The African Court on Human and Peoples’ Rights (African Court) is the apex judicial body of the African Union (AU). It has a wide jurisdiction to consider alleged violations of the African Charter on Human and Peoples’ Rights (African Charter) and other international human rights instruments ratified by a AU member state subject to a petition.1 All 55 African Union member states, with the exception of the recently re-admitted Morocco, have ratified the African Charter, providing - at least in theory - near universal protection of human and peoples’ rights across Africa. However, when violations of the African Charter and other international human rights instruments occur, accessing the African Court is far from straight forward. Indeed, while the African Court aspires to be a truly continental human and peoples’ rights court, so far, its wings have been clipped.
The difficulty in accessing the African Court derives largely from the triple layer of ratifications and signatures needed from an AU member state in order for individuals and NGOs with observer status before the African Commission on Human and Peoples’ Rights (African Commission) to directly bring cases to the Court.2 Out of the 54 AU member states that have ratified the African Charter, 30 have ratified the Protocol to the African Charter on Human and Peoples’ Rights on the Establishment of the African Court on Human and Peoples’ Rights (African Court Protocol).3 Ratification of the African Court Protocol allows the African Commission, AU state parties that have either lodged complaints or been the subject of complaints before with the African Commission, AU member states whose citizen has been a victim of human rights violations, and African intergovernmental organizations to access the African Court, but not individuals or NGOs.4 In order for individuals and suitably qualified NGOs to access the African Court, an additional declaration must be made by a AU member state pursuant to article 34(6) of the African Court Protocol explicitly allowing such access. At the end of 2018, only eight AU Member States have made the declaration, severely limiting access to the African Union’s apex human rights organ. But what happens when one of this select group of eight allowing direct access to the African Court decides it no longer wishes to do allow its citizens direct access? Can an African Union member state simply withdraw? And under what circumstances can this occur, and why? The aim of this article is to examine this exact situation. In 2016 Rwanda declared the withdrawal of access for Rwandan individuals and NGOs on the eve of the African Court hearing its first Rwandan case. This event, a first in the African Court’s young life, deserves to be examined not only with regard to the implications this will have on Rwanda and its citizens and civil society, but more widely as to what, if any, impact this could have on the African Court’s stated aim of becoming a truly continent-wide human rights court.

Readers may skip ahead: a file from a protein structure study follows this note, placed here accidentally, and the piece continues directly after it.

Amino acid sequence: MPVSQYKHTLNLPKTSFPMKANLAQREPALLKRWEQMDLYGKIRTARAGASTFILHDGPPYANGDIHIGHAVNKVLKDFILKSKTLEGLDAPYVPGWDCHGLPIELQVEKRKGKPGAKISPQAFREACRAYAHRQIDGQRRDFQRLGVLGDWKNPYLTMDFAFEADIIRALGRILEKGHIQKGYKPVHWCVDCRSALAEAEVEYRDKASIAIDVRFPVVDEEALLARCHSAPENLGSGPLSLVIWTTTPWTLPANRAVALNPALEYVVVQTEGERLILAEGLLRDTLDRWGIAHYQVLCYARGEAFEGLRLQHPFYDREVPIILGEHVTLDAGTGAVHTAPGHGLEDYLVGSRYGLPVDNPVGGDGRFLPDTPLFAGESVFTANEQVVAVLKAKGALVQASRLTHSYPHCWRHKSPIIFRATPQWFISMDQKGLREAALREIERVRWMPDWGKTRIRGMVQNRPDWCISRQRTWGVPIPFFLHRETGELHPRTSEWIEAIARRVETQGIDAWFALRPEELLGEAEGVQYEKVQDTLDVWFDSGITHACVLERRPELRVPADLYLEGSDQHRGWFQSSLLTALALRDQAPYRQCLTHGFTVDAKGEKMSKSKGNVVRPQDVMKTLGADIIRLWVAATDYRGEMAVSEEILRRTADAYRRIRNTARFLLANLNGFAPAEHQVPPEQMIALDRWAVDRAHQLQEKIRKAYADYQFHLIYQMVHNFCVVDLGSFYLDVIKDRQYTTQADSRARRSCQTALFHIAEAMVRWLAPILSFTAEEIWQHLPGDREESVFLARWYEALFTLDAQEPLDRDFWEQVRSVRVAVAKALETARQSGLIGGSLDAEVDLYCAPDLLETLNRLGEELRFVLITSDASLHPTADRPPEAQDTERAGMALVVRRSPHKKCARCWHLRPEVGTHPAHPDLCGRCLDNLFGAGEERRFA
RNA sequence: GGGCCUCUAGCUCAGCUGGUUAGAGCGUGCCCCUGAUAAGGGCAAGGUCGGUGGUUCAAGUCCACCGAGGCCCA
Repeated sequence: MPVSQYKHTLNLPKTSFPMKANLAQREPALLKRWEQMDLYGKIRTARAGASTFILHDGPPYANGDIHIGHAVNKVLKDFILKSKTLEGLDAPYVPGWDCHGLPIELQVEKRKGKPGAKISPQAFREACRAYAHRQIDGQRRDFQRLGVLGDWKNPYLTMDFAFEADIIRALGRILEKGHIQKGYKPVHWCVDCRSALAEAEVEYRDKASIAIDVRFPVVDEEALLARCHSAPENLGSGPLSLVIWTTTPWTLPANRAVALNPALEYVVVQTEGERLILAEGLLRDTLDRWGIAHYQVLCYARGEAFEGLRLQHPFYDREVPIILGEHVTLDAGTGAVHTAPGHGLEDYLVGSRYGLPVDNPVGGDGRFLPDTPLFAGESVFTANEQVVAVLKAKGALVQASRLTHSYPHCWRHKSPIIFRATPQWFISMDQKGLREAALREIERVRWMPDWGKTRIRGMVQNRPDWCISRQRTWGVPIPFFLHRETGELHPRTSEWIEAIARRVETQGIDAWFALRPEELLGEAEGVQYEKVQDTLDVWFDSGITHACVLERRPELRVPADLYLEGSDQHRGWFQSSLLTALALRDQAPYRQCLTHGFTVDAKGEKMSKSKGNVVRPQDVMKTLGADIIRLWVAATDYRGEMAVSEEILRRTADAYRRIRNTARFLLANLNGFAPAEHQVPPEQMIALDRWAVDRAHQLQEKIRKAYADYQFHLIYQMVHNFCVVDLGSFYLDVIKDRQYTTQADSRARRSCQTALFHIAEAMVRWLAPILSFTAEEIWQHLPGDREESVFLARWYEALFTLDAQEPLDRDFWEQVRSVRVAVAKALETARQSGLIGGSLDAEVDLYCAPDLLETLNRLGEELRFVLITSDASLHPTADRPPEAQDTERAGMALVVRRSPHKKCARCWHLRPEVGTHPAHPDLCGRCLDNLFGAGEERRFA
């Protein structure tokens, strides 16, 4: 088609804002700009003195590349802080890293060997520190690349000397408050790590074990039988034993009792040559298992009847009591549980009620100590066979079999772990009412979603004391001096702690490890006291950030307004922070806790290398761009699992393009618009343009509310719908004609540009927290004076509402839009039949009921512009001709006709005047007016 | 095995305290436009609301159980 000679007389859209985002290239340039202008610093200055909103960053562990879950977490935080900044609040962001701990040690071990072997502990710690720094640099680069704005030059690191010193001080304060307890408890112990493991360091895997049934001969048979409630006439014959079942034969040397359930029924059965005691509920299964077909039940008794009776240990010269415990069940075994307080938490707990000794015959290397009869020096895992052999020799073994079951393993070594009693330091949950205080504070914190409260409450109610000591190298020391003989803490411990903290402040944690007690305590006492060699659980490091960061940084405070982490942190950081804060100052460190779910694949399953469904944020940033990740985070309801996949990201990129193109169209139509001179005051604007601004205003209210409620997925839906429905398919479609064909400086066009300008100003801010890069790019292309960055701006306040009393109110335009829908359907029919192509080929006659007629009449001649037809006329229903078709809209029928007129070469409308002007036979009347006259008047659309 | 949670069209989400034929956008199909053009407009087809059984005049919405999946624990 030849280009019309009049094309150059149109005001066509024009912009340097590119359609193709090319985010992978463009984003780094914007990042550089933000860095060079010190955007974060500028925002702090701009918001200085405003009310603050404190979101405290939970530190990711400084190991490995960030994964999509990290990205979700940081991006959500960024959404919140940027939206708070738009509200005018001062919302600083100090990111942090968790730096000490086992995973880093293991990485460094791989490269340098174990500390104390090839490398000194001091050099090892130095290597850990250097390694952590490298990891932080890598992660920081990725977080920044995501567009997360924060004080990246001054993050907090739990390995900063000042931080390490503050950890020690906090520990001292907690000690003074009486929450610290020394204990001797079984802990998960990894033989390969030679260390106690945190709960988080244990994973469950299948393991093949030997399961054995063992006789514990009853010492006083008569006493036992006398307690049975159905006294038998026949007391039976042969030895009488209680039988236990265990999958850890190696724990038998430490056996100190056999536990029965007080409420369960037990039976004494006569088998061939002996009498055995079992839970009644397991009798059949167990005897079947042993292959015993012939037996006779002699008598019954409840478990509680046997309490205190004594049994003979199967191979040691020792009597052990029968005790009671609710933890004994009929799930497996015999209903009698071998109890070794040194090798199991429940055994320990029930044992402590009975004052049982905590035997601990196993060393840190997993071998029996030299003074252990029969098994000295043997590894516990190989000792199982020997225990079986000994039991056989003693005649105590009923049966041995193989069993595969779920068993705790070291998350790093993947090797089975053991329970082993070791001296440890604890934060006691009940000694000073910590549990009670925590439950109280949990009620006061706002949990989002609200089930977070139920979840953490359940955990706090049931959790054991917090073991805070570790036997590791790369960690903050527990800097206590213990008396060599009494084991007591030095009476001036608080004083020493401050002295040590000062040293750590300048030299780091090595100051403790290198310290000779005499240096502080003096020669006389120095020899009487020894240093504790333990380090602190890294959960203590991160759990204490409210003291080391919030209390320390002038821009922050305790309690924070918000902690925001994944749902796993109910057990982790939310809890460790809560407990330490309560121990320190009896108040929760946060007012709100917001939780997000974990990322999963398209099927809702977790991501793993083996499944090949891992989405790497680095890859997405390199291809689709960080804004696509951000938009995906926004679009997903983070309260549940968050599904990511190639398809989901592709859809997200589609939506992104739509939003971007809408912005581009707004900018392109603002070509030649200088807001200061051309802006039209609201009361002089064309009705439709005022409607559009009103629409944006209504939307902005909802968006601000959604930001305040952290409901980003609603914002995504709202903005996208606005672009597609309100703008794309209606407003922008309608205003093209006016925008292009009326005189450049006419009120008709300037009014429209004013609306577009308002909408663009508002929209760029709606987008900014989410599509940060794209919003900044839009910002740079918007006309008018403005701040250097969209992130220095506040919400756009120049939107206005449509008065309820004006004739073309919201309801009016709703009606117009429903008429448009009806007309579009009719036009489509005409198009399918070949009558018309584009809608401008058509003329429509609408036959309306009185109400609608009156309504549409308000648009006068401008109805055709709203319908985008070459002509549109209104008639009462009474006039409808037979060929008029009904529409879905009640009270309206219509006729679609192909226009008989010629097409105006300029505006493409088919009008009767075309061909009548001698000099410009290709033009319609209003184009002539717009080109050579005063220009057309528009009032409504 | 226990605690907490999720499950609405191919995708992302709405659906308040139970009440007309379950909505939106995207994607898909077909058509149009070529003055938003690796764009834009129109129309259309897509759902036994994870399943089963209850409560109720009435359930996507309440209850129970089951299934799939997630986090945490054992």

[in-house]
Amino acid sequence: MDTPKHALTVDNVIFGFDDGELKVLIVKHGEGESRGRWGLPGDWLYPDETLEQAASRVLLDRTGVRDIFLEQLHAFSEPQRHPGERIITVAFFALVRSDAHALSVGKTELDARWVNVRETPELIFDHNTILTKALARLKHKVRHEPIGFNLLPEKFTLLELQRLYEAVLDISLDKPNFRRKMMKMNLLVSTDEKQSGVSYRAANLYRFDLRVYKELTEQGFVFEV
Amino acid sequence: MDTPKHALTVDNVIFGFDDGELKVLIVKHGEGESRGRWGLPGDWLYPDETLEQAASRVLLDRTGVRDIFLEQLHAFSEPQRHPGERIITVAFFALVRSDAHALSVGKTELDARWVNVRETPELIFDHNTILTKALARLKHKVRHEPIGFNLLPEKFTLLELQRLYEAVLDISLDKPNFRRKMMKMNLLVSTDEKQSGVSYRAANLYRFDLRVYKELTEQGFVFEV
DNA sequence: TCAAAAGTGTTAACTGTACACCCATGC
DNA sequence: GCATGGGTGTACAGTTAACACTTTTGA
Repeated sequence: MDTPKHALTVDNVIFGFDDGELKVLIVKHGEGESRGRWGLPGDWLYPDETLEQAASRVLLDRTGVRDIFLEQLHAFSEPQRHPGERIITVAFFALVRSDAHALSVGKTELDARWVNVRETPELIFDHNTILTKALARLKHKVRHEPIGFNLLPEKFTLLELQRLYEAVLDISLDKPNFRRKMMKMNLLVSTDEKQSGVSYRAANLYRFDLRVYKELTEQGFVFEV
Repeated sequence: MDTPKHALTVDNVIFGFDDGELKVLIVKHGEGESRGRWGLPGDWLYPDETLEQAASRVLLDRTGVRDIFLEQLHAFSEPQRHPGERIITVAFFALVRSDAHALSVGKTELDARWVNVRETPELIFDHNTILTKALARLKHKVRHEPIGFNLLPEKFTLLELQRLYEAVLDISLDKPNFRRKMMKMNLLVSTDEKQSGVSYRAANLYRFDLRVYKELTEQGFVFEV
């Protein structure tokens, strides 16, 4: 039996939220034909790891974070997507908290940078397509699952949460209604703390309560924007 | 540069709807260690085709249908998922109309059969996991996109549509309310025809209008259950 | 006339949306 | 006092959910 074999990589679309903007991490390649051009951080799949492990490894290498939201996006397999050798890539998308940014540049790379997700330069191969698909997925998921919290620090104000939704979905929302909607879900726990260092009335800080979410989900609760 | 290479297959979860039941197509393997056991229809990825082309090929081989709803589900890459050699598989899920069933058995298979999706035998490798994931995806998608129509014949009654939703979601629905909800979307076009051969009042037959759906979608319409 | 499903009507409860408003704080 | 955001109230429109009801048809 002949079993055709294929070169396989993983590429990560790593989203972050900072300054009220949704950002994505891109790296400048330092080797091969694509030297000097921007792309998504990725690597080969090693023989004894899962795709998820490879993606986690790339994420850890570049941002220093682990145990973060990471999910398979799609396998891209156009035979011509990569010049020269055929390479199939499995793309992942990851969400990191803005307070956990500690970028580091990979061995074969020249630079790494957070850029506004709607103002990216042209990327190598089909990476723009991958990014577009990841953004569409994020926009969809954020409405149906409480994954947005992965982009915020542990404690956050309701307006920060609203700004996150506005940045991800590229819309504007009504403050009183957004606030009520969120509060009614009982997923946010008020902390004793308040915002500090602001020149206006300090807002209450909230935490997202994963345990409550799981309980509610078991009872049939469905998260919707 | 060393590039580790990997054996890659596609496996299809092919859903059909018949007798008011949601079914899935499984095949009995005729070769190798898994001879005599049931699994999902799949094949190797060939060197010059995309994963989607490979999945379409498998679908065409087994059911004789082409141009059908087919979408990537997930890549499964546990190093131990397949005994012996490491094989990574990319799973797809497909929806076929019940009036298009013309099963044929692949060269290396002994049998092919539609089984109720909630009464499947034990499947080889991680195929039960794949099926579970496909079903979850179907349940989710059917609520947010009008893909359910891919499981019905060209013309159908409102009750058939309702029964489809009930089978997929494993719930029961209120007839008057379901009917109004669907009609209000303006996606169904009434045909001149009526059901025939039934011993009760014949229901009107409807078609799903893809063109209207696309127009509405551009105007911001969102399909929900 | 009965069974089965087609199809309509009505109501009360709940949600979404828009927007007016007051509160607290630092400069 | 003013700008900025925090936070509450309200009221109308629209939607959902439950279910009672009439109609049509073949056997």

To examine this watershed case, this article first reviews the perfunctory stages of ratification and signature required to allow individuals and NGOs direct access to the African Court. It then looks at the case that spurred Rwanda to withdraw, before analysing the African Court’s approach to Rwanda’s withdrawal, which is termed ‘Rwexit’. The article then concludes with additional comments and further analysis.
The African Court’s jurisdiction over applications against any particular AU member state depends on that member state’s acceptance of a triple layer of instruments: the African Charter, the African Court Protocol and, with regard to direct access and, with regard to direct access, the declaration under article 34(6).